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Over 50 gig workers were killed on the job. Their families are footing the bills

Portrait of Allyssa Lewis in her kitchen in Richardson, Texas, on April 4, 2022.
Zerb Mellish for NPR
Portrait of Allyssa Lewis in her kitchen in Richardson, Texas, on April 4, 2022.

Back in August, Allyssa Lewis was on the phone catching up with her older sister, Bella, chatting about meeting up later in the day.

"I was like, 'hey, it's the weekend, can you do my hair?' She was like, well, I'm going to do Lyft today, so depending on how I feel after that, I'll let you know,'" said Lewis, 23, who lives in the Dallas, Tex. area.

But not long after, Lewis received a call from a friend informing her that something bad had happened. She needed to meet family and loved ones right away. She arrived in a panic and was met with an unsettling scene: police vehicles surrounding her sister's body.

A random passenger had shot and killed Bella Lewis. She was 26.

"She was just a loving kind soul, kind of lit up the room with a smile. That kind of person," Allyssa Lewis said. "Didn't realize how much she kind of held our family together until losing her."

Allyssa Lewis outside her home in Richardson, Texas, on April 4, 2022.
/ Zerb Mellish for NPR
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Zerb Mellish for NPR
Allyssa Lewis outside her home in Richardson, Texas, on April 4, 2022.

Lewis was one of more than 50 gig workers killed while driving for companies like Lyft, Uber and DoorDash since 2017, according to a new report from the advocacy group Gig Workers Rising.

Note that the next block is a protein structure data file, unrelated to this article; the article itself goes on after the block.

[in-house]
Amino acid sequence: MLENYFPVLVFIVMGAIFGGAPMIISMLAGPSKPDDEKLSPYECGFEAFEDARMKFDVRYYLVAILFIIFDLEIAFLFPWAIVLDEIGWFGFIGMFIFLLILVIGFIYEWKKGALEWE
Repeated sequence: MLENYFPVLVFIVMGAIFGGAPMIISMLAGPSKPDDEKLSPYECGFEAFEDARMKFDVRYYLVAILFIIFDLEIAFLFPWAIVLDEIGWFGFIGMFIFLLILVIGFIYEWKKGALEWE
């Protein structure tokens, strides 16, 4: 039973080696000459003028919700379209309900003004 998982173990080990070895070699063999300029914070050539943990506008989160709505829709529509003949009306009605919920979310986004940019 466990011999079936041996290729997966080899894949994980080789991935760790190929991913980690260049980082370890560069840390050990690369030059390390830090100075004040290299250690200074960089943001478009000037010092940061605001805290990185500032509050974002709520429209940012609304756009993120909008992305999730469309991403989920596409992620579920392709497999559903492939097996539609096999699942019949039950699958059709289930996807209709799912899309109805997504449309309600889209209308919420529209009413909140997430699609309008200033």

And while it is hard to know what companies could have done to prevent the deaths, the worker advocates say there was a lack of support in the aftermath of the killings.

No death compensation and no right to sue

Unlike regular employees, gig workers' families do not receive compensation, like survivor benefits, even if they have been killed while on the job.

Catherine Fisk, an expert on labor law at the University of California, Berkeley, points out that gig workers families also cannot access the court system to file something like a wrongful death lawsuit.

Companies like Lyft make drivers sign what is known as forced arbitration agreements, meaning they cannot sue if drivers get injured or something goes wrong while working.

"The companies have structured their relationships so they're not responsible for the injuries their drivers experience over the course of employment," Fisk said.

So even though Bella Lewis died while doing her job, her family paid for everything — from the funeral to burial bills.

"They weren't going to pay for anything," her sister Allyssa Lewis said. "The drivers' window somehow was shot out. They weren't repairing that."

Family photos of Allyssa Lewis'  family and her sisters ashes in her living room in Richardson, Texas, on April 4, 2022.
/ Zerb Mellish for NPR
/
Zerb Mellish for NPR
Family photos of Allyssa Lewis' family and her sisters ashes in her living room in Richardson, Texas, on April 4, 2022.